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Weather doesn't cause car crashes, people are to blame

Instead of blaming fog or other unusual weather for accidents, people should drive more carefully, a reader says. Other letter topics: the British Virgin Islands, salary levels, Syria and the new Pope.

Human errors cause mishaps, not the weather

I refer to RTA plans to make fog lights mandatory, (March 16).

Poor visibility does not cause crashes. While it is a contributory factor, it is bad, dangerous or careless driving that causes crashes.

Yes, fog lights and their use should be mandatory and the lights are fitted to most cars manufactured over the last 10 years.

Hazard warning lights should not be used unless the vehicle is stationary, which is the purpose for which they are fitted. And the police should take far stricter action against tailgaters and weavers.

At the end of the day it is drivers and occasionally mechanical failure that cause accidents. Don't blame it on the weather.

Jeremy Weeks, Abu Dhabi

Whenever there is heavy fog, sensible drivers slow down and switch on their fog lights. These are simple steps and a matter of common sense. But careless drivers just do not bother about them.

If brandishing a weapon and firing randomly are regarded as crimes, and perpetrators are punished, then why is dangerous driving not frowned upon or stigmatised?

Abdulkhaliq, Abu Dhabi

Accident numbers need context

The story, UAE roads twice as safe as US as death and injury numbers fall (March 10), left me wondering about the numbers quoted.

I believe that you can't compare correctly without also considering the number of drivers in each country. The UAE consists of fewer than 10 million people while the US has over 300 million.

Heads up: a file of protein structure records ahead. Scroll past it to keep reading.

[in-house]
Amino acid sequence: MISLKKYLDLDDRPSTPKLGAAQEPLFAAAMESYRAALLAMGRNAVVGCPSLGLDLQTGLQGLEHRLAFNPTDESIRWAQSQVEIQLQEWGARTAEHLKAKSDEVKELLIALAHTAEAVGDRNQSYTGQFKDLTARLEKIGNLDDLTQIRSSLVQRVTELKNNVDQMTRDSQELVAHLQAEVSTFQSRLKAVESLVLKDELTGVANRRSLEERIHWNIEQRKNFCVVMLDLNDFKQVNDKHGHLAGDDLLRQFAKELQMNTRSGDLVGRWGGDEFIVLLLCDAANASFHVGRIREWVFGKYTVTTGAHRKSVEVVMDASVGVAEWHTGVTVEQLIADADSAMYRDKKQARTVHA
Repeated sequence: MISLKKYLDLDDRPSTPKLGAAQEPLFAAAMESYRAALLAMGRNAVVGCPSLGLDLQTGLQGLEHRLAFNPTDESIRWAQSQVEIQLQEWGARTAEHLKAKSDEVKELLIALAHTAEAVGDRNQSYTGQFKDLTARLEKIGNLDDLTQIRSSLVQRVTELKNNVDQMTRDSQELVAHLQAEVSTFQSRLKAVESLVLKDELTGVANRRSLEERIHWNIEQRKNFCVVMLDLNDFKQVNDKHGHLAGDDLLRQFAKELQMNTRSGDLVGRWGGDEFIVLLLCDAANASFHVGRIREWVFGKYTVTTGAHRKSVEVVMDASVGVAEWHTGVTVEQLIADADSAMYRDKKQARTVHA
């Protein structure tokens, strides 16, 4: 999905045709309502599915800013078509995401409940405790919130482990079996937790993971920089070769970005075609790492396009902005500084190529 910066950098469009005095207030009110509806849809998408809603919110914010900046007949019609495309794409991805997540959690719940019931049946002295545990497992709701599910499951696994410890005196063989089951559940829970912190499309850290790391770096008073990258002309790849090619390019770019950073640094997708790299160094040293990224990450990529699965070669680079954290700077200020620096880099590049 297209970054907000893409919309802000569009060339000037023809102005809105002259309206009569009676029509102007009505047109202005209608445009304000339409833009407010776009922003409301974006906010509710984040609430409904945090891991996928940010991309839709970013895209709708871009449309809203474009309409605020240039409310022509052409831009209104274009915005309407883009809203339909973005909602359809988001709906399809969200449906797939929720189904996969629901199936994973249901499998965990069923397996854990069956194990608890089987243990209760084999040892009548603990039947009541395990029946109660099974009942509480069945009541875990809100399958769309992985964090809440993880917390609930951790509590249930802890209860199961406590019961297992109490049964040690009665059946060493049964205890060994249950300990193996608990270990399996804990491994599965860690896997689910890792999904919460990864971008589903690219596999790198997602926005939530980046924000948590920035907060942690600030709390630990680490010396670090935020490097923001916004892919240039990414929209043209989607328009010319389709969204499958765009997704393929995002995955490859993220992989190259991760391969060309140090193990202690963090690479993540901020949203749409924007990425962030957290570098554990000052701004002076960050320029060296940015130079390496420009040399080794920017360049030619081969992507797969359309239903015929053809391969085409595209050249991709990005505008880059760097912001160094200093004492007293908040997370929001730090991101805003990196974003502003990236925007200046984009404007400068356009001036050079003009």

I can tell you that after living in both places, I believe that the UAE feels much safer when it comes to the risk of crime. But in driving matters, American roads feel far safer than the ones here.

K Ebertowski, Dubai

BVI's links with the Gulf are not new

The article BVI turns attentions towards the Gulf (March 11) incorrectly suggests that the British Virgin Islands financial-services sector has only just turned its attentions to the Arabian Gulf in reaction to increased pressure from the US.

In fact, the BVI has been building close links with the Arabian Gulf region since an inaugural fact-finding mission in 2008, and has become an attractive option for Mena businesses and investors. BVI structures are being used by firms across the Mena region.

A delegation from the BVI was in Dubai this month to reaffirm close ties with investors and businesses. This was the sixth successive year that the BVI has sponsored business conferences in Dubai.

Plans are already in place for an official visit to Abu Dhabi. It is our aim to continue to strengthen and deepen the relationship.

Elise Donovan, executive director, BVI International Finance Centre

Pay expectations must be realistic

I refer to National debate call on UAE public/private sector pay and hours divide (February 25).

I believe that there are jobs out there, but some candidates have unrealistic expectations about salaries. Some young people, I have heard, expect a starting salary of between Dh19,000 and Dh27,000, which is really a more likely goal after five years or so in a job.

I know people who have worked in the UAE for more than 10 years and still don't earn Dh27,000. Yet they are content, they do their jobs and manage to live a good life.

Name withheld by request

Arming rebels has consequences

I refer to the news, EU rejects bid to lift Syrian arms ban (March 16).

Britain and France were at the forefront to topple Muammar Gaddafi. Look what happened. All the weapons he secured are proliferating everywhere. Militants roam the streets of Benghazi.

Ray Joseph Cormier, Canada

Vampire Facial needs expertise

Thank you for discussing the Vampire procedures (Tried and tested: the Vampire Facial, January 11).

These are trademarked procedures that must be done in a specific way or the results could be less than desirable.

Ensure that your provider is certified to offer the procedure.

Charles Runels, Dubai

Pope's speech shows his humility

I would like to congratulate my Christian friends on the occasion of the election of Pope Francis.

I heard his first speech, which reflected his humility.

What struck me was that instead of leading the people in prayers, he asked them to pray for him to carry out his duties.

Ehsan Ahmed, Dubai

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